Kid-friendly Grapefruit Basil Spritz Recipe - Sticky Fingers Cooking
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Recipe: Grapefruit Basil Spritz

Recipe: Grapefruit Basil Spritz

Grapefruit Basil Spritz

by Dylan Sabuco
Photo by SherSor/
prep time
10 minutes
cook time
5 minutes
4-6 servings

Fun Food Story

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Grapefruit Basil Spritz

A traditional spritz cocktail is made from sparkling water, white wine, and a bitter-tasting liquor. In this kid-friendly version, you’ll replace the bitters with the bold flavors of grapefruit and basil, and keep all the fizz, baby!

Happy & Healthy Cooking,

Chef Erin, Food-Geek-in-Chief

Fun-Da-Mentals Kitchen Skills

  • juice :

    to extract or squeeze out the juice of a fruit or vegetable, like a lemon, orange, or carrot, often cutting open or peeling the fruit or veggie first to access its flesh.

  • simmer :

    to cook a food gently, usually in a liquid, until softened.

Equipment Checklist

  • Small saucepan
  • Dry measuring cups
  • Liquid measuring cup
  • Wooden spoon
  • Pitcher


Grapefruit Basil Spritz

  • 1 grapefruit, juiced
  • 6 basil leaves
  • 1/2 C white sugar
  • 1/2 C water
  • 3 C sparkling water
  • 3 C ice (optional)


Grapefruit Basil Spritz

combine + simmer

In a medium saucepan, combine 1/2 cup sugar, 1/2 cup water, the juice of 1 grapefruit (and any grapefruit juice reserved from the Grapefruit Basil Niçoise Salad), and 6 basil leaves and simmer over medium heat for 5 minutes.

discard + transfer + add

Discard the basil leaves and transfer the syrup mixture to your pitcher to cool before adding the ice and sparkling water.

add + stir + serve

Once the syrup has cooled down enough, add 3 cups of sparkling water and 3 cups of ice, if using. The drink only needs a few stirs, and it's ready to serve!

Surprise Ingredient: Grapefruit!

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Photo by Valentyn Volkov/

Hi! I'm Grapefruit!

"Grapefruits are one of the larger citrus fruits. You may have eaten us with breakfast or drank our juice. Did you know you can squeeze close to a cup of juice out of one grapefruit?! It may seem like pink grapefruits are sweeter but whether we are white, pink, or red, we have the same amount of sugar!"

History & Etymology

  • The grapefruit is a large, round citrus fruit that originated in Barbados, an island country in the Caribbean. It came about by accident as a natural hybrid of a sweet orange and a pomelo, the largest citrus fruit.
  • The story is told that Captain Shaddock (or Chaddock) brought pomelo seeds to the West Indies in the 17th century and grew that fruit. Then, sometime during the middle of the 1700s, the offspring of a natural cross between a pomelo and a sweet orange developed and became known initially as "forbidden fruit."
  • The word "grapefruit" was likely coined in the 1800s because the fruit tends to grow in clusters, similar to grapes (although much, much larger than grapes!).
  • China produces over half of the grapefruit in the world. Vietnam, the United States, and Mexico are the next biggest producers.
  • Florida grows the most grapefruit in the US, followed by California and Texas.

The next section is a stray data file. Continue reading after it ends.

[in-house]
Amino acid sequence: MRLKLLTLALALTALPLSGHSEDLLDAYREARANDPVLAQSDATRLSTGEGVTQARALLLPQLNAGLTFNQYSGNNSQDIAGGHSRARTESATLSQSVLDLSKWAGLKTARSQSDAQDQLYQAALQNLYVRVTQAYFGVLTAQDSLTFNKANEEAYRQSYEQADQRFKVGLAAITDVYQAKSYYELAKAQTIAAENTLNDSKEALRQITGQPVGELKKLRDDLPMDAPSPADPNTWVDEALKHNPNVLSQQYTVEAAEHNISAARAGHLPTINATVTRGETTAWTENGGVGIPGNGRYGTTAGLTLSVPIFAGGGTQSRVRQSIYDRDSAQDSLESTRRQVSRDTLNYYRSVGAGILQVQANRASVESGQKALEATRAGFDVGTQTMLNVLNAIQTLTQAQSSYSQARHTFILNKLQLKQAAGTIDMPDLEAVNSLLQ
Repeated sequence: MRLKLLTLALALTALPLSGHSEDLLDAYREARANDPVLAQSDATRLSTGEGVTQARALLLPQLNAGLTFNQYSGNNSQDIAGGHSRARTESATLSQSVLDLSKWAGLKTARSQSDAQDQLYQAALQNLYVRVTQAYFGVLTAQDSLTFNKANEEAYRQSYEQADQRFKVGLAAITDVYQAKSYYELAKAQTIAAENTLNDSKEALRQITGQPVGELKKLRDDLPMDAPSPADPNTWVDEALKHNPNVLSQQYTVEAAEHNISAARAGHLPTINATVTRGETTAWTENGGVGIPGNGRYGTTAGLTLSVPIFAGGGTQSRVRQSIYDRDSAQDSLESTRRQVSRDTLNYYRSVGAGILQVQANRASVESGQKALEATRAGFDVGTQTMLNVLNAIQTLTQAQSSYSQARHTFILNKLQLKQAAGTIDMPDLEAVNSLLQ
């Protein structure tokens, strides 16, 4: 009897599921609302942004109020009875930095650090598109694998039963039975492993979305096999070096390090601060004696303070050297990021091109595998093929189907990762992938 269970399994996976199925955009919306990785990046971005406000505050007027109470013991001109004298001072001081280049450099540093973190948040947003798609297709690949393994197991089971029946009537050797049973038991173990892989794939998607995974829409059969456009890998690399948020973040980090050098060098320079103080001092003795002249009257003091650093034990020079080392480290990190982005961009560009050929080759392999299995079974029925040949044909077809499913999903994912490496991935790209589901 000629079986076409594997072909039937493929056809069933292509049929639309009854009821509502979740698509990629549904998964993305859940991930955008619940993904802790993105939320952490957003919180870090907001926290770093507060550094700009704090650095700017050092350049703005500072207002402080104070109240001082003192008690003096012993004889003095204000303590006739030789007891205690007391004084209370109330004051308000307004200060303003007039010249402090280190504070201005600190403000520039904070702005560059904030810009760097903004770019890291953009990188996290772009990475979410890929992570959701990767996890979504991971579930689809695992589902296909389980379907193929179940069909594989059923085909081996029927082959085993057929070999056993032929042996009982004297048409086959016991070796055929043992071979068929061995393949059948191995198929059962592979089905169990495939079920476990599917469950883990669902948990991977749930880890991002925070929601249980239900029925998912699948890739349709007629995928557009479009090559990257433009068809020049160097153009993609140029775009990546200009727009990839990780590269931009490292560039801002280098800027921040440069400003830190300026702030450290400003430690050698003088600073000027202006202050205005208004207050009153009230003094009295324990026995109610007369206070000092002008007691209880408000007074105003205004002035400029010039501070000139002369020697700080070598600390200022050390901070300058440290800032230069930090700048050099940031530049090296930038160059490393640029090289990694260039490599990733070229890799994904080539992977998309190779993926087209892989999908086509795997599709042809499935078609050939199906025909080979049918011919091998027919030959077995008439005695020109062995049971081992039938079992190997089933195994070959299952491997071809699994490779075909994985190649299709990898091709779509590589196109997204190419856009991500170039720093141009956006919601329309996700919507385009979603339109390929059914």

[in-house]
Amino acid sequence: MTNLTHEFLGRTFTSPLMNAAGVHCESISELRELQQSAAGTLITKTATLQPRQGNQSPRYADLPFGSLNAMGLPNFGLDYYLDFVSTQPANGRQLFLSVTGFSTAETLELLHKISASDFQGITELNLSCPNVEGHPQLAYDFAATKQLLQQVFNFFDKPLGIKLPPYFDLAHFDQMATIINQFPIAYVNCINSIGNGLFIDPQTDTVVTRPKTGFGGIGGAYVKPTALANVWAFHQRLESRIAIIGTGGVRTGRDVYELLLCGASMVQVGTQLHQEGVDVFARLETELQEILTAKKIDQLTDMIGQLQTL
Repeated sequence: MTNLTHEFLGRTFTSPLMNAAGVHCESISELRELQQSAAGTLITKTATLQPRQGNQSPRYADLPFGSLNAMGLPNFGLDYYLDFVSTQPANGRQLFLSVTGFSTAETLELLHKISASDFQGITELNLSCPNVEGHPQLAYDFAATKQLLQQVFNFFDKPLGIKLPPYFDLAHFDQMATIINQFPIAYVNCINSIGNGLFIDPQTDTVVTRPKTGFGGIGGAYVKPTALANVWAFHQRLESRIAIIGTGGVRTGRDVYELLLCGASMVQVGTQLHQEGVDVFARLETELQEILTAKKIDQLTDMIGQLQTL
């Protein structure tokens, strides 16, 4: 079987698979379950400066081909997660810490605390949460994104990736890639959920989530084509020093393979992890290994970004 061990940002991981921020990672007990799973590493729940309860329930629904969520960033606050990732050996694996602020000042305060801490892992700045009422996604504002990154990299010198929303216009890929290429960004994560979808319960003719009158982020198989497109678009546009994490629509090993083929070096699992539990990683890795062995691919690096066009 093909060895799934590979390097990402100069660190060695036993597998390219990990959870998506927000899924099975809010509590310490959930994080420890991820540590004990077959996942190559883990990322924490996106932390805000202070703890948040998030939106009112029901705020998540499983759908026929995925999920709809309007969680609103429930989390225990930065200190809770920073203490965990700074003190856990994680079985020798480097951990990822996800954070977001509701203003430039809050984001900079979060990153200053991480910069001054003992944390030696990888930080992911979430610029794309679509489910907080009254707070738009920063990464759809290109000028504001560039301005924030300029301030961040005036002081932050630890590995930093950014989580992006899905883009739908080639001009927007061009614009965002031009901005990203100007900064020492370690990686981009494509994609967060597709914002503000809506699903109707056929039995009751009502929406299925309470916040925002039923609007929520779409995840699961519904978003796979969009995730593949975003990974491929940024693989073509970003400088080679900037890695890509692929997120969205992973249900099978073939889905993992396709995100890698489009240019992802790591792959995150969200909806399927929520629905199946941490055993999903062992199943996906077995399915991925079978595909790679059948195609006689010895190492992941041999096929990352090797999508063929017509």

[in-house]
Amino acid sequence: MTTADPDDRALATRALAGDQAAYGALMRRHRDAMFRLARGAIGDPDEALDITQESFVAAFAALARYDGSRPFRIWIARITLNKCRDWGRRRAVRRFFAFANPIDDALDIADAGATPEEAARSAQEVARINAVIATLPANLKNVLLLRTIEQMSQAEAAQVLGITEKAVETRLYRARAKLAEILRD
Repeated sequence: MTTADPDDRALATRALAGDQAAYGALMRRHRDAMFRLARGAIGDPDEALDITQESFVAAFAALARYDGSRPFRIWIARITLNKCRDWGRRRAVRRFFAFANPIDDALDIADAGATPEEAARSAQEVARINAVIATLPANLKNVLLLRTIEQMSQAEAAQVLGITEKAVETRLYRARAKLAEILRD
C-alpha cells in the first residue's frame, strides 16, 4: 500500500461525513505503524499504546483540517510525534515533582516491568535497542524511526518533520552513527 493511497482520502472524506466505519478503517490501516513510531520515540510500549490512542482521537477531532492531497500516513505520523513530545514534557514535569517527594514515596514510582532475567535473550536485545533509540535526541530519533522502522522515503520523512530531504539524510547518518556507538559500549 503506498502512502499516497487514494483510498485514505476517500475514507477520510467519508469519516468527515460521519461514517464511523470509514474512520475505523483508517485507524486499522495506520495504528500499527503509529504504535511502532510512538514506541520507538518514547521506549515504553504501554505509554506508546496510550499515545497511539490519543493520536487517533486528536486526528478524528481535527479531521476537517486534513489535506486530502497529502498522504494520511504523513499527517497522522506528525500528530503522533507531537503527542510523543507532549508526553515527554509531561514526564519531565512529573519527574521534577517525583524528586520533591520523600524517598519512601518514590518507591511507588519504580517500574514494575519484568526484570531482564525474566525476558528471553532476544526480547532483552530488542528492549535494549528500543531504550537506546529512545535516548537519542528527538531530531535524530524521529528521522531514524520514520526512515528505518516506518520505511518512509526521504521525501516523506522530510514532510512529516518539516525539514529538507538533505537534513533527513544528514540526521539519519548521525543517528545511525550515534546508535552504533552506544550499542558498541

• The Texas red grapefruit is the state fruit of Texas. 
  • February is National Grapefruit Month!


  • The grapefruit tree's scientific name is "Citrus × paradisi" (the × indicates it is a hybrid). It is a subtropical tree that grows 15 to 20 feet tall. The fruit grows in clusters. 
  • Grapefruit skin starts out green but turns yellow to yellow-orange when ripe. Grapefruit flesh has sections like lemons and oranges, and its color can be light yellow to red, depending on the variety. Its pulp contains a lot of juice. 

How to Pick, Buy, & Eat

  • When selecting grapefruit in the market, choose ones that are heavy for their size (juicy!) and have a uniform color. A white grapefruit's skin will be yellow, a pink grapefruit will be yellow-orange, and a red grapefruit will be orange. A more oval than round shape means the fruit is riper. 
  • Grapefruit can taste bitter due to a flavonoid called "naringin." The riper the grapefruit, the sweeter it is. Some people add sugar to lessen the bitterness, and others add a bit of salt. Avoid eating the pith, the white tissue lining the inside of the skin, as it is always bitter. 
  • Grapefruit and its juice are popular for breakfast. The fruit is often cut in half, and the flesh scooped out with a spoon. You can buy a special grapefruit spoon that is serrated on each side to help separate the sections.
  • Cooking grapefruit also lessens its bitterness. Sprinkling a little brown sugar on a grapefruit half and broiling it is a popular way to eat grapefruit.
  • You can add grapefruit sections to salads and its juice to vinaigrettes. You can also use grapefruit and its juice in desserts, entrees, and drinks.


  • According to the USDA, one-half of a grapefruit contains the total amount of vitamin C your body needs in one day! It also has six grams of fiber, making it one of the highest-fiber fruits. Pink and red grapefruit have more beta-carotene than white grapefruit. Beta-carotene is an antioxidant and changes to vitamin A in our bodies.
  • Grapefruit and grapefruit juice interact with some medications, so it is vital to check drug interactions for a particular medicine before ingesting grapefruit or grapefruit juice. It can also affect the absorption of certain medications.

THYME for a Laugh

Why did the grapefruit stop rolling halfway up the hill?

Because it ran out of juice!

That's Berry Funny

What do you get when you cross a cat and a grapefruit? 

A sour puss.

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